Karl Amadeus Hartmann (2 August 1905 – 5 December 1963) was a German composer. Some have lauded him as the greatest German symphonist of the 20th century, although he is now largely overlooked, particularly in English-speaking countries. A sinewy counterpoint drives much of Hartmann's music, whether in the neo-baroque piano pieces from the 1920s, or his final two symphonies. But he could also pack a considerable punch as in the Piano Sonata, inspired by the sight of a procession of concentration camp victims from Dachau.
As is well known, the Third Reich drove many of its gifted composers into exile, to early deaths or to the concentration camps. But a significant responsibility devolved on another group, who became ‘internal exiles’, remaining in Germany, but refusing to become cultural ornaments of the Nazi regime. Karl Amadeus Hartmann (1905–1963), in Bavaria, consistently kept the spirit of modernism and human commitment alive in his own work.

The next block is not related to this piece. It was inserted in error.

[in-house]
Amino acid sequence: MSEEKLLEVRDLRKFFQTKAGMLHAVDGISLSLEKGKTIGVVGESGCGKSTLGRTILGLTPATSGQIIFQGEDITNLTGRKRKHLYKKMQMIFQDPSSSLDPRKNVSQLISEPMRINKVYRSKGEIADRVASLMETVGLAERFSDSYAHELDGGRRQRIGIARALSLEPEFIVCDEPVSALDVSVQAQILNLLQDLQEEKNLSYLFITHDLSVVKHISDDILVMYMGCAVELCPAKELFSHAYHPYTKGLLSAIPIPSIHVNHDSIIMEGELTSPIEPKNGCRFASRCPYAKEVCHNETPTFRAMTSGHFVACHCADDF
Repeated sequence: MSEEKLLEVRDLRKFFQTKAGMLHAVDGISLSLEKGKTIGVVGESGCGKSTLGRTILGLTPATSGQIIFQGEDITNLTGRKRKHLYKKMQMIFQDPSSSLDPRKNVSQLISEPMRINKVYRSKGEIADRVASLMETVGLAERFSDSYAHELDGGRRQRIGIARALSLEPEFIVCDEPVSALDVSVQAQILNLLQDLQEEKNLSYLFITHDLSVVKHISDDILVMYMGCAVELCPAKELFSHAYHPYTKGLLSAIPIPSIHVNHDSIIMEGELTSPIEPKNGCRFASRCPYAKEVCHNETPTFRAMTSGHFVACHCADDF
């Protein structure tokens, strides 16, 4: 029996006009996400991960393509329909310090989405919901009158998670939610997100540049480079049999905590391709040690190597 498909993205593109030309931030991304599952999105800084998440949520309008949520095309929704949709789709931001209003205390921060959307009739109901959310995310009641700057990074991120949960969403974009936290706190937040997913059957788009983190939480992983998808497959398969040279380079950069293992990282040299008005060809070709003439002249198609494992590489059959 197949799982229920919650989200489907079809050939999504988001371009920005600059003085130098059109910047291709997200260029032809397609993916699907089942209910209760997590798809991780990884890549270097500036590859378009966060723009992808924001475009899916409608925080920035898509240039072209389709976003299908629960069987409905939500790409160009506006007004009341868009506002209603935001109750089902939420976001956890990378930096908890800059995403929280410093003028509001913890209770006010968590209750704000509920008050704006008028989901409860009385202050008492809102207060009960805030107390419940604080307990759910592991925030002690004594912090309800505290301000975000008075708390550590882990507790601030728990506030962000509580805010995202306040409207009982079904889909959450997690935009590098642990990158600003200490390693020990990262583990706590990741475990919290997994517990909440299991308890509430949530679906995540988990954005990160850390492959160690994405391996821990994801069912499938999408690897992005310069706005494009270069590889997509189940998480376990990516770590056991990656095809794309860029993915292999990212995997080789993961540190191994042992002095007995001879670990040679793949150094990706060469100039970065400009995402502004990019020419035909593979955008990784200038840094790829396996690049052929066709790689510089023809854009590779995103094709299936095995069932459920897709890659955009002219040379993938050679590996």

Karl Amadeus Hartmann was born on 2 August 1905 in Munich and came into contact with art and music at an early stage. He studied trombone and composition at the Staatliche Akademie der Tonkunst in Munich from 1924 to 1929. Hartmann presented his first composition which displayed influences of jazz, Dadaism, persiflage technique and New Objectivity within the framework of the Opera Studio at the Bavarian State Opera…
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